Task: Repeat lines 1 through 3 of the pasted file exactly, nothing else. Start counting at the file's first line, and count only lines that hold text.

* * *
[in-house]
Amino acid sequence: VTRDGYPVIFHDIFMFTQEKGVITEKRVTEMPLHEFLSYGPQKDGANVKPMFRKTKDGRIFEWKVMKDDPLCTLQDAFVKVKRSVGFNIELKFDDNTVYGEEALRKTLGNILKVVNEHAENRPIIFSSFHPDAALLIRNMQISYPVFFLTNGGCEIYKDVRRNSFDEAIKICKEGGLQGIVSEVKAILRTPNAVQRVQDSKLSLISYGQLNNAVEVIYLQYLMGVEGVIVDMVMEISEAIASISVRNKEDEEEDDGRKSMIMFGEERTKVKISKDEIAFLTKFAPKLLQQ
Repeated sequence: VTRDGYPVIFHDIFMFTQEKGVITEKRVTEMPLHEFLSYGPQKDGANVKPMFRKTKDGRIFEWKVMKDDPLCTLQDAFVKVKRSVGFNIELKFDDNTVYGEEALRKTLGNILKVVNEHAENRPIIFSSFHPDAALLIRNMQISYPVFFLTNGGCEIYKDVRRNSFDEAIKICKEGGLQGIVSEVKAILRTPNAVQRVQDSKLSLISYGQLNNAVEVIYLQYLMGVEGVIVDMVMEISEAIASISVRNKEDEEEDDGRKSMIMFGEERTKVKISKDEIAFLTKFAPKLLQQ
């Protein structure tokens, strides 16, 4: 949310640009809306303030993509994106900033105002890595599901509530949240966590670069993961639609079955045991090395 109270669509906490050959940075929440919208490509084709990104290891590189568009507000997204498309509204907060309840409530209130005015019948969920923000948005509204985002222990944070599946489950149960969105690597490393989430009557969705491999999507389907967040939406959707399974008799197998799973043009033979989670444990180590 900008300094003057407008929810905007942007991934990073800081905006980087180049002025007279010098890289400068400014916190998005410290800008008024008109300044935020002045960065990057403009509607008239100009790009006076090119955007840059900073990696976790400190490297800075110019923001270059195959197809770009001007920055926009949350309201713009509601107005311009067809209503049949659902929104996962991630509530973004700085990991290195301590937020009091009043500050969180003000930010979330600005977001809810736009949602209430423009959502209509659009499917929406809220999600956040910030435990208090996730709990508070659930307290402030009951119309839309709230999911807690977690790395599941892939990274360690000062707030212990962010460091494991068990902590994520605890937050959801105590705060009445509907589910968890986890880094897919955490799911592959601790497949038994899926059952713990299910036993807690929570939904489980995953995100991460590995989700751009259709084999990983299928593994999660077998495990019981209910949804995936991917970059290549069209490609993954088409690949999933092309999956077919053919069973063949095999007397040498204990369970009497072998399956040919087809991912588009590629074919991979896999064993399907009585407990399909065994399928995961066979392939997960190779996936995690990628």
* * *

[in-house]
Amino acid sequence: VTRDGYPVIFHDIFMFTQEKGVITEKRVTEMPLHEFLSYGPQKDGANVKPMFRKTKDGRIFEWKVMKDDPLCTLQDAFVKVKRSVGFNIELKFDDNTVYGEEALRKTLGNILKVVNEHAENRPIIFSSFHPDAALLIRNMQISYPVFFLTNGGCEIYKDVRRNSFDEAIKICKEGGLQGIVSEVKAILRTPNAVQRVQDSKLSLISYGQLNNAVEVIYLQYLMGVEGVIVDMVMEISEAIASISVRNKEDEEEDDGRKSMIMFGEERTKVKISKDEIAFLTKFAPKLLQQ
Repeated sequence: VTRDGYPVIFHDIFMFTQEKGVITEKRVTEMPLHEFLSYGPQKDGANVKPMFRKTKDGRIFEWKVMKDDPLCTLQDAFVKVKRSVGFNIELKFDDNTVYGEEALRKTLGNILKVVNEHAENRPIIFSSFHPDAALLIRNMQISYPVFFLTNGGCEIYKDVRRNSFDEAIKICKEGGLQGIVSEVKAILRTPNAVQRVQDSKLSLISYGQLNNAVEVIYLQYLMGVEGVIVDMVMEISEAIASISVRNKEDEEEDDGRKSMIMFGEERTKVKISKDEIAFLTKFAPKLLQQ